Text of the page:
Price of European Dairy Ingredients to Rise in Coming Months, Trader Warns

May 3, 2016

Now may be the time for European food manufacturers to lock into a long-term pricing deal for dairy ingredients, Greenfields Ireland advises.

Belfast-based ingredients trader Greenfields Ireland is advising food manufacturers in Europe to lock into a fixed-price deal for dairy ingredients before prices rise later this year.

European dairy market prices are currently at a 10-year low because the European milk supply is currently exceeding demand, largely due to the abolition of milk quotas that previously put a cap on how much milk dairy farmers were allowed to produce, Greenfields explained. And as free-market forces have sent dairy-commodity prices tumbling, now may be the “perfect time” for food manufacturers to consider a fixed-price, long-term deal for dairy ingredients.

“Do this today, and it will be possible to benefit from low prices and insulate your business from the extreme price volatility that’s been a characteristic of the European dairy ingredients market over the past decade,” said Ian Thomas, managing director of Greenfields Ingredients, the U.K. division of Greenfields Ireland.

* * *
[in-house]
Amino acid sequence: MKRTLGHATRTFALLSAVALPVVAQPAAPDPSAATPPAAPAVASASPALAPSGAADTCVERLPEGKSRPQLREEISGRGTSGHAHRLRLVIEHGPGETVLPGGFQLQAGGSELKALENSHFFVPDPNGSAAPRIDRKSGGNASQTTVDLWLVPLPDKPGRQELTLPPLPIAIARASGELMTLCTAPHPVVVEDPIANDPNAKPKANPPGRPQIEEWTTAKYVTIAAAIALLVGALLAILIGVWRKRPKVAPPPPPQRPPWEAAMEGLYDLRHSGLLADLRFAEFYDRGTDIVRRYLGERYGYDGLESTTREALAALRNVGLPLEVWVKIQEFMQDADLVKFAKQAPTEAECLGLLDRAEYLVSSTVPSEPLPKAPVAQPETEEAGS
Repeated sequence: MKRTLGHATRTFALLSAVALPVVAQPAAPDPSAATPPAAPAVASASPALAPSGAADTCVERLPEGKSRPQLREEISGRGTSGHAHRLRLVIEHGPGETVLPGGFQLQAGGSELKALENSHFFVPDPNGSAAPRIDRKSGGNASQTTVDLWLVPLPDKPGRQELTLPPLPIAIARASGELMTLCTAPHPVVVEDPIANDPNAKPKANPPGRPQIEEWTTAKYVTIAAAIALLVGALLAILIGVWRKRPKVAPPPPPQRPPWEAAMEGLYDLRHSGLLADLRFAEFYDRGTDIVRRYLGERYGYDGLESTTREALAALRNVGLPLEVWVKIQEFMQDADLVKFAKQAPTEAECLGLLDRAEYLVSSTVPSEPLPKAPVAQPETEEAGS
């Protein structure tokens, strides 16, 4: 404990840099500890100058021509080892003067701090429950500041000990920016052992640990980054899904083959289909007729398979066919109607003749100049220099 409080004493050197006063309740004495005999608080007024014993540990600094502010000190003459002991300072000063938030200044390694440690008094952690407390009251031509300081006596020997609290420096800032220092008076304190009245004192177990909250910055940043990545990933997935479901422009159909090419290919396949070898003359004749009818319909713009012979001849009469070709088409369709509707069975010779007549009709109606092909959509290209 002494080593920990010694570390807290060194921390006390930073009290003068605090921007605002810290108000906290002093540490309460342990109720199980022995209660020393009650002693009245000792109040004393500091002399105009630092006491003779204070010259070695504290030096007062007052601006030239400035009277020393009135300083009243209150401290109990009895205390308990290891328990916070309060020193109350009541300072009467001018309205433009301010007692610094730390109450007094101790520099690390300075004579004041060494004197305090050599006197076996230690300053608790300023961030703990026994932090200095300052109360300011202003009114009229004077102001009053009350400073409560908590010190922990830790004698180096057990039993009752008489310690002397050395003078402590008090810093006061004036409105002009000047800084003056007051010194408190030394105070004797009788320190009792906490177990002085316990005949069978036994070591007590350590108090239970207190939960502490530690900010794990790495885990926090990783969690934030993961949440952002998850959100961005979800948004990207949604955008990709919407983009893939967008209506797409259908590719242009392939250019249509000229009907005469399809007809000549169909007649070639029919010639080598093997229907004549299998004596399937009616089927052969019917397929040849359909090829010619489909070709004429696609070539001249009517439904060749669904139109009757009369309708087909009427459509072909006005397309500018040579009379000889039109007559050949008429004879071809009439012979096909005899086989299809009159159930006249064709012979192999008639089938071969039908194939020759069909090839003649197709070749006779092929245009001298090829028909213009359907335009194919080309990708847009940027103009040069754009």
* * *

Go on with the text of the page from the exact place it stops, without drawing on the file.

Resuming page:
The window to take advantage of the low prices may not remain open long, Thomas cautions. Greenfields expects the prices will begin to climb again in the second half of 2016, due in part to the European Commission buying up butter to prop up in the market, as it has already done with skimmed milk powder.

“For companies in the bakery, confectionery, and ready-meals categories, who often use large volumes of dairy ingredients, this is an opportunity that’s simply too good to miss,” said Thomas. “Wait too long, however, and it could be too late. Intervention by the European Commission will take excess suppliers of milk out of the market, and product prices will soon start to creep up.”

Greenfields Ireland offers a range of pricing models for food manufacturers to fix their dairy-commodity prices.

 

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Michael Crane
Associate Editor
Nutritional Outlook Magazine
michael.crane@ubm.com